A pharmacist's perspective on health and metabolic disease
Apart from being best-selling authors, clinicians and public health researchers, what else do Aseem Malholtra, Grant Schofield and Robert Lustig have in common? They have teamed up to take on “Big Sugar”.
In their paper published today in the Journal of Insulin Resistance (edited by Jason Fung), they liken the task of reducing diet-related diseases including obesity and type 2 diabetes, to being very similar to the groups that took on “Big Tobacco” when smoking was linked to lung cancers.
Despite the studies showing that tobacco was linked to lung cancer from the 1950s, it took more than forty years for this to be accepted by the tobacco companies.
New Zealand actually started public health campaigns in the 1948 to educate the public that smoking was linked to cancer, then in the in the 1970s, the warning notices came out on directly on the tobacco packets.
But these public health warnings were insufficient to counter the glamorisation of tobacco products. Movie stars were often photographed with a cigarette in their hands and there were many strategic placements in movies – consider the scene “You’re the one that I want” in the movie “Grease”, when Danny meets a made-over Sandy. Many sporting and other events were sponsored by tobacco companies. I can remember Benson and Hedges sponsoring cricket in New Zealand, but they also sponsored motor racing, golf, horse racing, cultural events such as fashion design competitions. All activities linked with glamour, spectacle, opportunity, wealth and reward. Hard act to counter with cold, boring facts about health and lung cancer.
No surprise then that consumption of tobacco products kept increasing throughout this time, and that people started smoking at a younger age.
We’ve turned things around and now it is much less common to see people smoking, and we have drastically reduced the numbers of people dying from smoking related disordered. But the big numbers in people quitting smoking did not come through a “personal choice to improve health”. It came through other measures:
The New Zealand government started greater legislation to reduce harm from smoking and this meant restricting advertising and reducing the “glamour quotient”.
Although preventing TV and radio advertising of tobacco products started in the 60s. In the 1990s things got more serious. A new law prevented the selling of tobacco products to those under the age of 16 years (increased to 18 in 1998), placed bans on smoking in public transport, and in certain workplaces, cafes, restaurants, and stopped the tobacco companies sponsoring events and much more heavily regulated the advertising of tobacco products. No advertising was allowed to glamourize tobacco products, which stopped celebrity endorsements.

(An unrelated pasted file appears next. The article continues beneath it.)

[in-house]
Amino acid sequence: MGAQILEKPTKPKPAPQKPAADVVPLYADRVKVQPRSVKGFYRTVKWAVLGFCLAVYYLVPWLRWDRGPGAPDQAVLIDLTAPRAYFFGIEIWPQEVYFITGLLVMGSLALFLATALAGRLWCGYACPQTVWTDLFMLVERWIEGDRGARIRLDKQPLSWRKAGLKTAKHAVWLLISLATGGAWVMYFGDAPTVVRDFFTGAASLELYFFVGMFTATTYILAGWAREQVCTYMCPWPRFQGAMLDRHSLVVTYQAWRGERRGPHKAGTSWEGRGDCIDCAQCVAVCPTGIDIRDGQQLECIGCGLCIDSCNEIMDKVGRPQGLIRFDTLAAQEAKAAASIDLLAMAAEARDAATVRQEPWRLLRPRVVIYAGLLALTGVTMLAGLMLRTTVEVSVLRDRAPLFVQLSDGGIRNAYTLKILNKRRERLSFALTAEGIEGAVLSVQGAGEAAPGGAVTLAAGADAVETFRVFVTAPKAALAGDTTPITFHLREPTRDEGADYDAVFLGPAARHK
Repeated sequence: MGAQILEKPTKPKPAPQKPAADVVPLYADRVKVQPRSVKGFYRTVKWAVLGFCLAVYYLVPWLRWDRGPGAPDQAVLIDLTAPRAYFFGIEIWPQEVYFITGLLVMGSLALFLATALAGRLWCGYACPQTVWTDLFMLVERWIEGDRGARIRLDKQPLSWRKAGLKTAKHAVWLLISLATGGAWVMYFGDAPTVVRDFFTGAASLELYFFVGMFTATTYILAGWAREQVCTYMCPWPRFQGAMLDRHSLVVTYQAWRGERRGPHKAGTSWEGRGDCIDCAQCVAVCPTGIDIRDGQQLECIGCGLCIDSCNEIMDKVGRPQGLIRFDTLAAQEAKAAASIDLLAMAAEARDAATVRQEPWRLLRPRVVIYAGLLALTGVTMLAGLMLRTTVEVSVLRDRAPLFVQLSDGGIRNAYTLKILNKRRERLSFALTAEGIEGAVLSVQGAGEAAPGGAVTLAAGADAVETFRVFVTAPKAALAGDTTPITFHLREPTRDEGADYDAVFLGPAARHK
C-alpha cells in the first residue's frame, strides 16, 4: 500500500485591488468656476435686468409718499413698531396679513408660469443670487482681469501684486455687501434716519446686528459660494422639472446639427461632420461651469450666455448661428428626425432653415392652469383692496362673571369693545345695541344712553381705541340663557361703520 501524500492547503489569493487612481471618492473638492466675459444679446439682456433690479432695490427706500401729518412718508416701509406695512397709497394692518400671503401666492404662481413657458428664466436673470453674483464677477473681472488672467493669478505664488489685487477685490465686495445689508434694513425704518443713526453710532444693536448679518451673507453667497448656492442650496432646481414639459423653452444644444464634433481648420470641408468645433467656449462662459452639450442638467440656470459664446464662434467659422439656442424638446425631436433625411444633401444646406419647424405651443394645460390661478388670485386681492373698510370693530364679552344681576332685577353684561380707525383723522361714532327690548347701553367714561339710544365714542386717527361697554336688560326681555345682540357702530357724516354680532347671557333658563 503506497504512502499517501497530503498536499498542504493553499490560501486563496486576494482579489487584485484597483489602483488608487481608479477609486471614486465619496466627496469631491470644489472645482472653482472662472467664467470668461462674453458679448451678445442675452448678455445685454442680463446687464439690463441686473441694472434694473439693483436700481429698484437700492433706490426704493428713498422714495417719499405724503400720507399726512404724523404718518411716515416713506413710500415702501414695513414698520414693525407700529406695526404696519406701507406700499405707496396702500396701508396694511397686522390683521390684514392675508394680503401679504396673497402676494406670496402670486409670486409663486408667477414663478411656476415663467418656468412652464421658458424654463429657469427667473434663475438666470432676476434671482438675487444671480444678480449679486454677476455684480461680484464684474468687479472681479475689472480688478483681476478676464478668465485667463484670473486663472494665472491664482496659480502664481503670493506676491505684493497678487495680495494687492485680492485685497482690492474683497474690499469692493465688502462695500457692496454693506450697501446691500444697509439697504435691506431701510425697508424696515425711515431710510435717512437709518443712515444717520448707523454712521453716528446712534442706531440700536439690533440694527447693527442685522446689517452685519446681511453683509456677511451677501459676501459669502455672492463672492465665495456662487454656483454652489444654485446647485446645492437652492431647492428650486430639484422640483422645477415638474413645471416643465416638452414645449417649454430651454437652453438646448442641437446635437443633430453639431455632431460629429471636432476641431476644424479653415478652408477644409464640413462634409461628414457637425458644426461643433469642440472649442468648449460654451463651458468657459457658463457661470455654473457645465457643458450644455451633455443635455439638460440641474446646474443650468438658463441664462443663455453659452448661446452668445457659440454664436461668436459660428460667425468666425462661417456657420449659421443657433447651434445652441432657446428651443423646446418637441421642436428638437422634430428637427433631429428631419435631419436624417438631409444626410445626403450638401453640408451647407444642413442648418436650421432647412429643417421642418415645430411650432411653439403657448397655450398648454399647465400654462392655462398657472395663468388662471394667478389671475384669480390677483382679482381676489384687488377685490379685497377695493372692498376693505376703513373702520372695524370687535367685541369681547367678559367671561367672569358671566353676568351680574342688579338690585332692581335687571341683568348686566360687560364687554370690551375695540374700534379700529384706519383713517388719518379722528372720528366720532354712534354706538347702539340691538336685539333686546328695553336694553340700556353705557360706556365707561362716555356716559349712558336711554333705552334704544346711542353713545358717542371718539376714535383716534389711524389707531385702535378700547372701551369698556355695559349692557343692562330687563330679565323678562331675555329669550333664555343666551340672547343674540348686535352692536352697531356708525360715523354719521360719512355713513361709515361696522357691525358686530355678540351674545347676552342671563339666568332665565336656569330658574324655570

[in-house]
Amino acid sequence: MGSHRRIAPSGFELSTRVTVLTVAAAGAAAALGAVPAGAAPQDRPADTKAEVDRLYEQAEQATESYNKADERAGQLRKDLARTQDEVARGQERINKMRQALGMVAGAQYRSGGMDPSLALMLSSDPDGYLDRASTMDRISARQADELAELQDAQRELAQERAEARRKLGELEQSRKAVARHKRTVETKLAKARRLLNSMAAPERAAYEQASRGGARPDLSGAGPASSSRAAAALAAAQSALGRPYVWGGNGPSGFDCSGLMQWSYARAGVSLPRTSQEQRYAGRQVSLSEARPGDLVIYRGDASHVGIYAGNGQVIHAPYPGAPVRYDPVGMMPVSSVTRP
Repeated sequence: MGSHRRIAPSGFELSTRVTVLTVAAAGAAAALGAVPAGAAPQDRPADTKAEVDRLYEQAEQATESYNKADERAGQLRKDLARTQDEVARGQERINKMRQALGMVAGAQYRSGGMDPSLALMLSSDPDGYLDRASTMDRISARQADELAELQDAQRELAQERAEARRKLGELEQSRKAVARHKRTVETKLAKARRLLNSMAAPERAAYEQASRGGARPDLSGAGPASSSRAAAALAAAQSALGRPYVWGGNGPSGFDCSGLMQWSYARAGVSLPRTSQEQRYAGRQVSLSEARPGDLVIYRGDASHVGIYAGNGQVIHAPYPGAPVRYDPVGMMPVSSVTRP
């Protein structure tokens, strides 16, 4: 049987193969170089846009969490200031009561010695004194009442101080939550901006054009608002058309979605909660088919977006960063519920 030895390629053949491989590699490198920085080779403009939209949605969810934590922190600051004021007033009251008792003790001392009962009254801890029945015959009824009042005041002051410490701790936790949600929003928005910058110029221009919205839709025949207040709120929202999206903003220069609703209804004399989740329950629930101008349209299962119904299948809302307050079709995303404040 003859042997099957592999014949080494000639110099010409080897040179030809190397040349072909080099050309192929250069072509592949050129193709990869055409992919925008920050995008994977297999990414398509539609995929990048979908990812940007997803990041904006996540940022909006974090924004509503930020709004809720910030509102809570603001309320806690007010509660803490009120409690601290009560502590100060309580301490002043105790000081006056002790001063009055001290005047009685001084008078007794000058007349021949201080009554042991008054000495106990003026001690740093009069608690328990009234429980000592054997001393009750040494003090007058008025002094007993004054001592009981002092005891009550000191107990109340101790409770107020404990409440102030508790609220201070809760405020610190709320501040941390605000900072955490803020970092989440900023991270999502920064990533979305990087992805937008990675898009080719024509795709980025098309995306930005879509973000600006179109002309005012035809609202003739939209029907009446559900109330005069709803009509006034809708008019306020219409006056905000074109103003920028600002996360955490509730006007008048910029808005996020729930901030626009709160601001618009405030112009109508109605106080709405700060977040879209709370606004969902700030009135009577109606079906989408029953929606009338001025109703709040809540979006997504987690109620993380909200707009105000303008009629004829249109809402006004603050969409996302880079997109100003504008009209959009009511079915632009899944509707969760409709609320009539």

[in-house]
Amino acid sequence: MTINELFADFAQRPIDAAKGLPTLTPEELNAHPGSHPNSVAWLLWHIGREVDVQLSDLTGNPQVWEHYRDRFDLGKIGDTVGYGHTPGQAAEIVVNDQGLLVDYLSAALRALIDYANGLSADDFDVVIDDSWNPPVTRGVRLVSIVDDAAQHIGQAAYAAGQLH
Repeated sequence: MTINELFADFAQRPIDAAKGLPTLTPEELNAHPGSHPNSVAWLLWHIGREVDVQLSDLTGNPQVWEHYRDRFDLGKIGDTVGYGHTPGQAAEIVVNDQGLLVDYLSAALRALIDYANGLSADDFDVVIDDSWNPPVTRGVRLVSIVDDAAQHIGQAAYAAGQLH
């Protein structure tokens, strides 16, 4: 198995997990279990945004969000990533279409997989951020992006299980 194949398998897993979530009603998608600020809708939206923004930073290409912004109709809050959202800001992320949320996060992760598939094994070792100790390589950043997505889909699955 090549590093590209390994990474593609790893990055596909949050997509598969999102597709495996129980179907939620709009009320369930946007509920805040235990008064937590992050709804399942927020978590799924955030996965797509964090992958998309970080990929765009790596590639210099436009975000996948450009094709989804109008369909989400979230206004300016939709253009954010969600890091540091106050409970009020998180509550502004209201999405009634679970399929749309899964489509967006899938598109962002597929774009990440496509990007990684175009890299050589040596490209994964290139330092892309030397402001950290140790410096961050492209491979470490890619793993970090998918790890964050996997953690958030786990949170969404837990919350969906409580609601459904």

In 2004, legislation got even tougher, all workplaces, including hospitals, prisons, hospitality venues, and areas around early childhood centres (among other places) had to become 100% smokefree. Other regulations around advertising and retail displays were strengthened.
Looking at the graph (below) about trends in smoking prevalence in NZ from 1983. Although the prevalence of smokers has been slowly decreasing since before the late 1980s, there has been a noticeable drop about 1990 (that admittedly quickly plateaued) and again in 2004 that has been much more sustained.
This suggests that changing the environment, putting up taxes (they happened about the same time as well as the legislation changes) and making it difficult to smoke were bigger incentives to help people quit, or to prevent them from starting in the first place were far more effective.
I know this because in my pharmacy practice, we noticed every change to the taxes and especially when the laws changed. Smoking cessation aids, such as nicotine patches and gum were fully subsidised on special prescriptions (approximately $5/product per month) and almost any healthcare worker (except pharmacists, but that is a different grumble) could be certified to prescribed them.
Many people would be grumbling about having to quit smoking because a) they could not afford it; b) it was too difficult to smoke at work, at the pub, out with friends, then finally we started getting some peer pressure encouraging people to quit. Have to admit I loved it when the parent would admit that their children had browbeaten them into quitting.
With very few exceptions, people were not quitting cigarettes for the good of their own health; even most pregnant women quit for the sake of their baby – not themselves.